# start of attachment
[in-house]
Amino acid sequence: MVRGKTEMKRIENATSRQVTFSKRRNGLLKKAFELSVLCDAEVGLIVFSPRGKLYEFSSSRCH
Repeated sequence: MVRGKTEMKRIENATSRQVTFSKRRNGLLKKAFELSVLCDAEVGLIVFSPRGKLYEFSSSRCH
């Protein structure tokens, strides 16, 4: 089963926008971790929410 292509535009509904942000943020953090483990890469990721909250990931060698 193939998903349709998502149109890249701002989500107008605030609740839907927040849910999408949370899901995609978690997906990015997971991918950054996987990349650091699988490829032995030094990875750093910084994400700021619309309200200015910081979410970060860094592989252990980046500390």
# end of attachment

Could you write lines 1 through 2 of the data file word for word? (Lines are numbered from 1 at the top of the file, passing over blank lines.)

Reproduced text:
[in-house]
Amino acid sequence: MVRGKTEMKRIENATSRQVTFSKRRNGLLKKAFELSVLCDAEVGLIVFSPRGKLYEFSSSRCH